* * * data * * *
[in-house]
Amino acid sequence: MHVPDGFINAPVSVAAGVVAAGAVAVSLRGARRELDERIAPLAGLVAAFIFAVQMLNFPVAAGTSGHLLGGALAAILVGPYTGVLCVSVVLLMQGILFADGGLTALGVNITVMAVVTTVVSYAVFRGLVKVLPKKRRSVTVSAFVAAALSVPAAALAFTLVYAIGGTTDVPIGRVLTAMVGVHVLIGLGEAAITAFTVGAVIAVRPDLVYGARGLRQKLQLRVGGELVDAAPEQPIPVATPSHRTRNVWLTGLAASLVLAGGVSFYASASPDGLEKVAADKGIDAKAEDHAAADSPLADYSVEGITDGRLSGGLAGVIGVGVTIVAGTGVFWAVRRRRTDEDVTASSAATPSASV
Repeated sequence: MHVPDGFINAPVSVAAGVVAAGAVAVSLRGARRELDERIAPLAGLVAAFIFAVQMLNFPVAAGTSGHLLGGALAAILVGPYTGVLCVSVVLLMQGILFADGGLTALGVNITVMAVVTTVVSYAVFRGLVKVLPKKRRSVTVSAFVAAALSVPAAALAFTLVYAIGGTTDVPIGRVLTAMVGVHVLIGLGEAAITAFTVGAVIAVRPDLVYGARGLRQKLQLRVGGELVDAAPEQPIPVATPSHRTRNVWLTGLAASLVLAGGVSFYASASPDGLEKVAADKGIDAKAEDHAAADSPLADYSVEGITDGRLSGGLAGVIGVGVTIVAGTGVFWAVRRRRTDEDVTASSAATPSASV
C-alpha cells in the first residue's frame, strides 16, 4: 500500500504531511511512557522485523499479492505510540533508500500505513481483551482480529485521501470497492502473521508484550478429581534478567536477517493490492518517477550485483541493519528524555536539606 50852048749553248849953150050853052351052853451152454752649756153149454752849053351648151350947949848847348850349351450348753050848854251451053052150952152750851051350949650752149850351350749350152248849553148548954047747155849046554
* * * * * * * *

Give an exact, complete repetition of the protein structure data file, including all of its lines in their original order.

[in-house]
Amino acid sequence: MHVPDGFINAPVSVAAGVVAAGAVAVSLRGARRELDERIAPLAGLVAAFIFAVQMLNFPVAAGTSGHLLGGALAAILVGPYTGVLCVSVVLLMQGILFADGGLTALGVNITVMAVVTTVVSYAVFRGLVKVLPKKRRSVTVSAFVAAALSVPAAALAFTLVYAIGGTTDVPIGRVLTAMVGVHVLIGLGEAAITAFTVGAVIAVRPDLVYGARGLRQKLQLRVGGELVDAAPEQPIPVATPSHRTRNVWLTGLAASLVLAGGVSFYASASPDGLEKVAADKGIDAKAEDHAAADSPLADYSVEGITDGRLSGGLAGVIGVGVTIVAGTGVFWAVRRRRTDEDVTASSAATPSASV
Repeated sequence: MHVPDGFINAPVSVAAGVVAAGAVAVSLRGARRELDERIAPLAGLVAAFIFAVQMLNFPVAAGTSGHLLGGALAAILVGPYTGVLCVSVVLLMQGILFADGGLTALGVNITVMAVVTTVVSYAVFRGLVKVLPKKRRSVTVSAFVAAALSVPAAALAFTLVYAIGGTTDVPIGRVLTAMVGVHVLIGLGEAAITAFTVGAVIAVRPDLVYGARGLRQKLQLRVGGELVDAAPEQPIPVATPSHRTRNVWLTGLAASLVLAGGVSFYASASPDGLEKVAADKGIDAKAEDHAAADSPLADYSVEGITDGRLSGGLAGVIGVGVTIVAGTGVFWAVRRRRTDEDVTASSAATPSASV
C-alpha cells in the first residue's frame, strides 16, 4: 500500500504531511511512557522485523499479492505510540533508500500505513481483551482480529485521501470497492502473521508484550478429581534478567536477517493490492518517477550485483541493519528524555536539606 50852048749553248849953150050853052351052853451152454752649756153149454752849053351648151350947949848847348850349351450348753050848854251451053052150952152750851051350949650752149850351350749350152248849553148548954047747155849046554